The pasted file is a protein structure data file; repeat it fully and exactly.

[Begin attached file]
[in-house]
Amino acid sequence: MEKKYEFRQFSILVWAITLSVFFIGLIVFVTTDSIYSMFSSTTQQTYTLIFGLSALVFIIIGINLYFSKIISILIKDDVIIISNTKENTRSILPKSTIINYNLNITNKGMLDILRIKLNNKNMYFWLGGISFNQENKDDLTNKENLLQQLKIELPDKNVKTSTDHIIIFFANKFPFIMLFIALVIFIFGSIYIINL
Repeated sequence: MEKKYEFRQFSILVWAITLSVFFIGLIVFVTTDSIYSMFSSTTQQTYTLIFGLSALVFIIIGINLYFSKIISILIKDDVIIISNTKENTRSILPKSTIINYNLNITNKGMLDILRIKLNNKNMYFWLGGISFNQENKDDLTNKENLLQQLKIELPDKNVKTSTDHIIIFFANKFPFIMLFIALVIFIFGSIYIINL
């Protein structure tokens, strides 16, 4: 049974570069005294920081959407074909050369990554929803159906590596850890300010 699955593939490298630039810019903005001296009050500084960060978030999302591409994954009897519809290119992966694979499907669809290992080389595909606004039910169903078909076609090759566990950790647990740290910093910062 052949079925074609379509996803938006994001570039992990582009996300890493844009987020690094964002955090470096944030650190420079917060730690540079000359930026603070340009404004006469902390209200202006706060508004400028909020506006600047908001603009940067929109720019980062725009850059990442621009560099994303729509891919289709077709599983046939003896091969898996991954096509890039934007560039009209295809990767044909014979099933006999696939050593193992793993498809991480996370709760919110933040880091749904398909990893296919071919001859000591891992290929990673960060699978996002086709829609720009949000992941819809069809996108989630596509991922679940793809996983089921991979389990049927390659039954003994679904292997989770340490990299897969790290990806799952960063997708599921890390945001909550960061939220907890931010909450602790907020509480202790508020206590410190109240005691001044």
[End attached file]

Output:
[in-house]
Amino acid sequence: MEKKYEFRQFSILVWAITLSVFFIGLIVFVTTDSIYSMFSSTTQQTYTLIFGLSALVFIIIGINLYFSKIISILIKDDVIIISNTKENTRSILPKSTIINYNLNITNKGMLDILRIKLNNKNMYFWLGGISFNQENKDDLTNKENLLQQLKIELPDKNVKTSTDHIIIFFANKFPFIMLFIALVIFIFGSIYIINL
Repeated sequence: MEKKYEFRQFSILVWAITLSVFFIGLIVFVTTDSIYSMFSSTTQQTYTLIFGLSALVFIIIGINLYFSKIISILIKDDVIIISNTKENTRSILPKSTIINYNLNITNKGMLDILRIKLNNKNMYFWLGGISFNQENKDDLTNKENLLQQLKIELPDKNVKTSTDHIIIFFANKFPFIMLFIALVIFIFGSIYIINL
């Protein structure tokens, strides 16, 4: 049974570069005294920081959407074909050369990554929803159906590596850890300010 699955593939490298630039810019903005001296009050500084960060978030999302591409994954009897519809290119992966694979499907669809290992080389595909606004039910169903078909076609090759566990950790647990740290910093910062 052949079925074609379509996803938006994001570039992990582009996300890493844009987020690094964002955090470096944030650190420079917060730690540079000359930026603070340009404004006469902390209200202006706060508004400028909020506006600047908001603009940067929109720019980062725009850059990442621009560099994303729509891919289709077709599983046939003896091969898996991954096509890039934007560039009209295809990767044909014979099933006999696939050593193992793993498809991480996370709760919110933040880091749904398909990893296919071919001859000591891992290929990673960060699978996002086709829609720009949000992941819809069809996108989630596509991922679940793809996983089921991979389990049927390659039954003994679904292997989770340490990299897969790290990806799952960063997708599921890390945001909550960061939220907890931010909450602790907020509480202790508020206590410190109240005691001044």